3.  my booklet of "how to" and notes from last night's class

By the way, this particular Serger also comes with two instructional CDs.

Here's a front view of my sweet little serger.  Before class last night, I didn't realize that the gray thread holder bar is supposed to be in the 'up' position, but I know now :-)

Last night at class, the gal cut the threads off leaving a long length so I can rethread my serger without having to do all this (see below):

When you are creating a three thread rolled hem (or rolled edge), then this piece must be 'out':

This must be set to 6:

The left one has to be set to 0.7 
the right one has to be set to either 2 or 3
(try a practice piece first to see what it looks like is the quilt shop recommendation)
the four tension wheels across the top of the serger (mine are color-coded) should all be set to 4 
(except the far right one which can be set to 7 if your thread is really thick.)

Here I am demonstrating cutting off a LONG string so that I can tie this together with a new thread (black in this case) and then simply pull it through the needle....

(See the yellow, pink and blue tension wheels here?)
Here I am tying the old thread and the new thread together.

Here the old green, multi and red threads are still there with my new black thread tied to each of them...

Now I pull all the threads through - I begin with the first two bottom threads and then pull the top thread through the needle  (the 'old' threads are in my left hand, after having pulled them all through...

and here are the three new black threads all 'threaded' through the easy way!)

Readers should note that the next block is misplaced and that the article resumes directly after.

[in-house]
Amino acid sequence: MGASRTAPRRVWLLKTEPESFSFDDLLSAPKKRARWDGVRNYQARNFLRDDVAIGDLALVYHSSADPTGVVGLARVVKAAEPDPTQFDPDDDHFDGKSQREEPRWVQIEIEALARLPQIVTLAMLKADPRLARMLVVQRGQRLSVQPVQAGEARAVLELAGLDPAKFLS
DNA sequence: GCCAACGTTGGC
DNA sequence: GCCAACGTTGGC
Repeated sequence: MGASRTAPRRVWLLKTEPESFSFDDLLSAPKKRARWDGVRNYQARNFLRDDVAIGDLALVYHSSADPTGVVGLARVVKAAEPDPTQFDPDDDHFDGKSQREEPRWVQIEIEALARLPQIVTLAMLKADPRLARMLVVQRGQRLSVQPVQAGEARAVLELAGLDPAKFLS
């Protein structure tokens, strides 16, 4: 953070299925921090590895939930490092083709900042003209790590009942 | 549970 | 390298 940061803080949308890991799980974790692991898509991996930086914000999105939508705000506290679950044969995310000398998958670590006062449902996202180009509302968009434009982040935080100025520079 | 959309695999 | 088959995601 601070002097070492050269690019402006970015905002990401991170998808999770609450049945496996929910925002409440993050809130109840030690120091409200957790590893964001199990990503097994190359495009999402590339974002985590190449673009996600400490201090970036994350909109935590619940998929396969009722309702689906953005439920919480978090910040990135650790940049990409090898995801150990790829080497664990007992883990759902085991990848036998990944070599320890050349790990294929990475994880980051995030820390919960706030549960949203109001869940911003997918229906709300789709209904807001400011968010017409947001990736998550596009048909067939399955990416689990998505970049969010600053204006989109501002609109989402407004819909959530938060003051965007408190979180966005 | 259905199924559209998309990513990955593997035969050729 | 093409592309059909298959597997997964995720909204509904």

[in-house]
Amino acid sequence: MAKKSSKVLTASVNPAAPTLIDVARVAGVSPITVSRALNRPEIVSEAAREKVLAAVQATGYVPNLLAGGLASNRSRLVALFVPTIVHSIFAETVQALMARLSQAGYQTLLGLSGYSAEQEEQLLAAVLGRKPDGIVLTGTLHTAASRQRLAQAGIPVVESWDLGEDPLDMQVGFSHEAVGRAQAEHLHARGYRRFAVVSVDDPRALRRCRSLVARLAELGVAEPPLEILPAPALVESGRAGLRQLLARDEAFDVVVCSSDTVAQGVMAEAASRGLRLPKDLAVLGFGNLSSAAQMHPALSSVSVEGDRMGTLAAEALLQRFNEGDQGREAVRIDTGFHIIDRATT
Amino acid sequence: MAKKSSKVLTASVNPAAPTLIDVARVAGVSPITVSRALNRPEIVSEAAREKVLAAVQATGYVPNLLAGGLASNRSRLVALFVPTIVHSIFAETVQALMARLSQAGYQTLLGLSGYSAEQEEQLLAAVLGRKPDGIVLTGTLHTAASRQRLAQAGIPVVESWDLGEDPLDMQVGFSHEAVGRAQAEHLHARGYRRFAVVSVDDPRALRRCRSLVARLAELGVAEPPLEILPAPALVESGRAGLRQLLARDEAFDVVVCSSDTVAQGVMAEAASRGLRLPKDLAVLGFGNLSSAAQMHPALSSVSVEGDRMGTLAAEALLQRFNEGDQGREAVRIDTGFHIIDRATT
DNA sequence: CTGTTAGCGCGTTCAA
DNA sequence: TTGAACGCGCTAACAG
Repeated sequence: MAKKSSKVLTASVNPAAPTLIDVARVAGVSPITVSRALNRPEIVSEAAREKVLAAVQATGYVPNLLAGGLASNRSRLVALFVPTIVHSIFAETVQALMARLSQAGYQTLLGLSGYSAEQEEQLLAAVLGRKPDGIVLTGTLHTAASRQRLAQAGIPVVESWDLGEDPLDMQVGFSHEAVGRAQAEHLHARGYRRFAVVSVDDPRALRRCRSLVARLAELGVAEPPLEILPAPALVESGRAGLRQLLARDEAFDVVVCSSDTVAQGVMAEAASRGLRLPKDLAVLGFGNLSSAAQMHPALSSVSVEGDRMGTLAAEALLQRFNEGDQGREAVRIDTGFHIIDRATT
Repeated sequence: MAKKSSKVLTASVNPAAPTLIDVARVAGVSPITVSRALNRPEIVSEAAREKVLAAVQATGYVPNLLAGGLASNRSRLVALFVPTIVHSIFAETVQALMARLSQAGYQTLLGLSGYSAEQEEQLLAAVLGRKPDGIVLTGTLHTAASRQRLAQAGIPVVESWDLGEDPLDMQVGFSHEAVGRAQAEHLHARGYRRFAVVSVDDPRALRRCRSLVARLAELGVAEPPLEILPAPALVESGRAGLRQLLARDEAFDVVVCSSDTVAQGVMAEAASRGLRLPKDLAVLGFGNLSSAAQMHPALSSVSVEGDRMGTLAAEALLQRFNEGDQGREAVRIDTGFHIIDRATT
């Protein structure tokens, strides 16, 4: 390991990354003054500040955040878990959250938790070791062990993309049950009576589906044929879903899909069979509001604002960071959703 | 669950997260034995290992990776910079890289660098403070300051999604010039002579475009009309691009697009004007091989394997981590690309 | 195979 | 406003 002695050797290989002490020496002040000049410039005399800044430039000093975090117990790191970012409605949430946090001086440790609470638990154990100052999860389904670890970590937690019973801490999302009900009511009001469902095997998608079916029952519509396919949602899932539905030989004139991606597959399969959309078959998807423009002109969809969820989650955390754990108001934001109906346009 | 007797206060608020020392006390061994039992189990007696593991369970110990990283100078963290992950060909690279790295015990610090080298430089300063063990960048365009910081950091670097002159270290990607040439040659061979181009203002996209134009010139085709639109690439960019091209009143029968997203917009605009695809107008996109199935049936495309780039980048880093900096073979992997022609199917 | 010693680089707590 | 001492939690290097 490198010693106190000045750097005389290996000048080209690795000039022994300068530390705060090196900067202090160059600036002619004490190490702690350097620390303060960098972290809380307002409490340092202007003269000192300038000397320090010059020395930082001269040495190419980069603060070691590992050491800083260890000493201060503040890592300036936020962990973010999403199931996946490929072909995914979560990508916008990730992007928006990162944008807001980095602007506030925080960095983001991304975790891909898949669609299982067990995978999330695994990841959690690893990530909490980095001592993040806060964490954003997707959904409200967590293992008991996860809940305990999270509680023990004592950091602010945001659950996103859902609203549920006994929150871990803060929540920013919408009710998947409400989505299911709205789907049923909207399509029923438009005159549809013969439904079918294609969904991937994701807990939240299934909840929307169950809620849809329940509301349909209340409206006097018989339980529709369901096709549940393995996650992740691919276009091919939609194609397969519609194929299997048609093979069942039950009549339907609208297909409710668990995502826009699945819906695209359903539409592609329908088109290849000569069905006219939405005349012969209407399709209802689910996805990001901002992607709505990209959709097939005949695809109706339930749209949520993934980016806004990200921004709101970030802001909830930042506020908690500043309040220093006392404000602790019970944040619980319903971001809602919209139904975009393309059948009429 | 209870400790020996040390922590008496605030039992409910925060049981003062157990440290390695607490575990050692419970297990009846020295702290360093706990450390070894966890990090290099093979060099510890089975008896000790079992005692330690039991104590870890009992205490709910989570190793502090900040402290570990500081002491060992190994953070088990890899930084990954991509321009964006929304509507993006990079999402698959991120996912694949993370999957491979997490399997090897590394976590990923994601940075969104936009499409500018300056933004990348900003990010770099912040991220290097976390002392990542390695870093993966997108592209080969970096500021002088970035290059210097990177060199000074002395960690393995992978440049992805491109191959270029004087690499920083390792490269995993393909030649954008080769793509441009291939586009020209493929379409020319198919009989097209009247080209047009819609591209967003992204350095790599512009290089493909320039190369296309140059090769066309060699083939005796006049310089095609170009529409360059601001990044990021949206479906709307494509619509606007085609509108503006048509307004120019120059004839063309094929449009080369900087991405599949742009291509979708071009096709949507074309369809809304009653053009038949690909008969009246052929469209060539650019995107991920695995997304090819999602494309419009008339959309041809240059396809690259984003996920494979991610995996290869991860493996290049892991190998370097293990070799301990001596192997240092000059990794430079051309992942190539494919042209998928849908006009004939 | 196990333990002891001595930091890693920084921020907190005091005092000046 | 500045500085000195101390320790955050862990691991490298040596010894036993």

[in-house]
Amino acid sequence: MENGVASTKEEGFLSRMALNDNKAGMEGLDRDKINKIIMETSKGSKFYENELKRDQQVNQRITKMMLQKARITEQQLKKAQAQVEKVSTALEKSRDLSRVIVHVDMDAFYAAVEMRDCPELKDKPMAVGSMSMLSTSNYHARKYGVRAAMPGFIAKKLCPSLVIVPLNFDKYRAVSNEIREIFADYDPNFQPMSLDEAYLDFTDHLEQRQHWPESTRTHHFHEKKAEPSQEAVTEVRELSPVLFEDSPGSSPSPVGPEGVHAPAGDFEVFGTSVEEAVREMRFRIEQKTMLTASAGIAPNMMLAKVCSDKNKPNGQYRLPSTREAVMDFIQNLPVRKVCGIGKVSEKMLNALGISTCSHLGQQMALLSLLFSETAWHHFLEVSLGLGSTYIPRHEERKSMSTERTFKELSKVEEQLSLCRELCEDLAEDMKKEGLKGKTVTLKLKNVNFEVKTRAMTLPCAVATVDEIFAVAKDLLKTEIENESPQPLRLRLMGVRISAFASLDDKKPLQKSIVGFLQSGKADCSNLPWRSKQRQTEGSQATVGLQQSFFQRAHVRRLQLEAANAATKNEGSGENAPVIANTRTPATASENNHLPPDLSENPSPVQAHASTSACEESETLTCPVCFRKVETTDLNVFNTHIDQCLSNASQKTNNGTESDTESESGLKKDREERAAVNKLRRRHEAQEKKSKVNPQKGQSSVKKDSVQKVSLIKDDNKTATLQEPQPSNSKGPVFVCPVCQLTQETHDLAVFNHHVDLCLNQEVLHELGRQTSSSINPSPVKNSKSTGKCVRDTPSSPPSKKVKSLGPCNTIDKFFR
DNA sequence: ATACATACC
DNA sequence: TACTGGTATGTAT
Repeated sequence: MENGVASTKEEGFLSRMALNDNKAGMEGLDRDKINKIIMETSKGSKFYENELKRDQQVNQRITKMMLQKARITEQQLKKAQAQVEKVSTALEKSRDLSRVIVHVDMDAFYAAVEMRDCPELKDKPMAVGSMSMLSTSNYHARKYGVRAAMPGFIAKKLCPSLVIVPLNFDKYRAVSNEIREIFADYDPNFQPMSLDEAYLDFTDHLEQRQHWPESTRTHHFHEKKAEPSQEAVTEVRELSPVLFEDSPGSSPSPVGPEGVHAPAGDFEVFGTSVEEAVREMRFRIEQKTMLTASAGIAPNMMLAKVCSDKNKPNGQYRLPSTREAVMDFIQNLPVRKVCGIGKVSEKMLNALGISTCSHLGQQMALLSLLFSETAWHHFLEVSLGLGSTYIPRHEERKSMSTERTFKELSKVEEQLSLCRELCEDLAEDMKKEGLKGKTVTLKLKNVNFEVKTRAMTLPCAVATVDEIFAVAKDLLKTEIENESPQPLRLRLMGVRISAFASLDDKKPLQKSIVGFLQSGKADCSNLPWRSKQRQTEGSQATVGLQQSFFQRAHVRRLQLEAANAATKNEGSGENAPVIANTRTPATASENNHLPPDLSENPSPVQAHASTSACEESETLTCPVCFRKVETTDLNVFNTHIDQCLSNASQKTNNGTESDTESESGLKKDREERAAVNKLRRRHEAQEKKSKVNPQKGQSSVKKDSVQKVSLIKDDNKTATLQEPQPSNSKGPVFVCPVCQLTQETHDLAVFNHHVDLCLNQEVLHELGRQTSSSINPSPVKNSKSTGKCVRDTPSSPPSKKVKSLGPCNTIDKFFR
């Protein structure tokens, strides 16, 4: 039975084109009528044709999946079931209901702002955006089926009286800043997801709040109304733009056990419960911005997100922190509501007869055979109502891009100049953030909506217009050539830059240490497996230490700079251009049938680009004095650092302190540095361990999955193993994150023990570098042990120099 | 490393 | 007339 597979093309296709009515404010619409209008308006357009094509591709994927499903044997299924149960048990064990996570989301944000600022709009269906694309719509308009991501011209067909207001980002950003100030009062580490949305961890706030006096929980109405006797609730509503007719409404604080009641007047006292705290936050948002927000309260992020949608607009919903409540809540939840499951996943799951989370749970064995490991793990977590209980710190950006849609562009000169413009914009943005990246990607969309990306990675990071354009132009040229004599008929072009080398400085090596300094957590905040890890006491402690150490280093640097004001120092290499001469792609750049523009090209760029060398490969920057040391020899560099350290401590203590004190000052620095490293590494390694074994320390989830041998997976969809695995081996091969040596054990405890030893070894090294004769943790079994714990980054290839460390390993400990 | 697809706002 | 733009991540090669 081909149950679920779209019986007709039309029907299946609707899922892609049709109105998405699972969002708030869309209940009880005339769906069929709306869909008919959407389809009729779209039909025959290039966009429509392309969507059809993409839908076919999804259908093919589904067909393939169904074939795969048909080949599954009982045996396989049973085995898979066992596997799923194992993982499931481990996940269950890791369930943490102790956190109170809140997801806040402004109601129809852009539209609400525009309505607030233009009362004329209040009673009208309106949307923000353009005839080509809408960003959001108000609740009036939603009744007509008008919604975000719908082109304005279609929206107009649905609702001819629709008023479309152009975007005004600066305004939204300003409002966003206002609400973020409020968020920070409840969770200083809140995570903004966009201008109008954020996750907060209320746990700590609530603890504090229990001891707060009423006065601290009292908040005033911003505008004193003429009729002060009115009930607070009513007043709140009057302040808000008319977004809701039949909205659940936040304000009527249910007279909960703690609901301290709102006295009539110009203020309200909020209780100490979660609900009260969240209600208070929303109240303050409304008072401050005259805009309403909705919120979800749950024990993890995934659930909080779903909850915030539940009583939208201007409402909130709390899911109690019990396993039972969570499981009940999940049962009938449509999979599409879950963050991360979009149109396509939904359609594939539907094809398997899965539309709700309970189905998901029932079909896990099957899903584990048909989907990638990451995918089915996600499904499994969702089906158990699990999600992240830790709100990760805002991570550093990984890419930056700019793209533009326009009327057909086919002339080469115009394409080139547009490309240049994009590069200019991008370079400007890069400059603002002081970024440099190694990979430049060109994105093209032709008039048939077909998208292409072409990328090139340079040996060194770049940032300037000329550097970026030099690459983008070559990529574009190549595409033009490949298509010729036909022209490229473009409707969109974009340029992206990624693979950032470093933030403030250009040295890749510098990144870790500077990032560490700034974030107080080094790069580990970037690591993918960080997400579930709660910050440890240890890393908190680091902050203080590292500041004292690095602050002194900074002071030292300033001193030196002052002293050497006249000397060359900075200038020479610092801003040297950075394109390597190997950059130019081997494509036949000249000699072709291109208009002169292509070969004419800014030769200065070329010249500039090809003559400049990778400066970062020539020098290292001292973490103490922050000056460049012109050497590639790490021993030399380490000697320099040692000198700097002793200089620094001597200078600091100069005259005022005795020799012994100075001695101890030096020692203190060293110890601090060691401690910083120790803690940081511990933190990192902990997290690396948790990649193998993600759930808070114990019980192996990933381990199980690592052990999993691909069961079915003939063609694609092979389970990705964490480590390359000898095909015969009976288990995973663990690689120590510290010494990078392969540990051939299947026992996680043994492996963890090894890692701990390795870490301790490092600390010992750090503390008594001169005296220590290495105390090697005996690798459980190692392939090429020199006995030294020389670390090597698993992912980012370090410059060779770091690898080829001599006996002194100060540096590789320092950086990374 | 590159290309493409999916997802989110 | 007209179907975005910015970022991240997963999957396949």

This is the rolled hem (rolled edge).
I'm very happy with how this looks.

After serging the entire 1 1/2 yards of fabric (that matches my DD's graduation quilt), I cut it in half and then serged those raw ends.  One half I made into a curtain, like sew:

...and the other half I made into a dresser scarf...like sew:

and on National Quilting Day 2011, I created this pillow case
to match her large Euro pillow, so my DD's bedroom is coming together and she's happy :-)

My DD's new graduation quilt will soon take the place of her great grandfather's quilt, but it's a favorite because it's nice and warm and made with his hands.
God bless you, Grandpa Elvin! XOXO

Here are my DD's fish happily swimming away...

while outside, a blizzard rages.

Happy Spring!  Taken March 22nd, 2011.

No quilting class for me tonight, but we're all safe and sound at home with lots of milk, groceries, serging and quilting supplies, so...
all is well!

Have a blessed Day!


  1. I love my serger tho I don't use it for quilting. I have used it LOTS for dress-making... and serge seams on nightgowns for granddaugthers and jammie bottoms for grandsons... even did the rolled edge on my DD's wedding veil... very useful piece o' machinery!


  2. The pillow case is lovely! You did an awesome job with the dresser scarf too. You're such an inspiration. Keep up the good work!

  3. How cool is that?! Thanks for sharing the trick for changing thread :)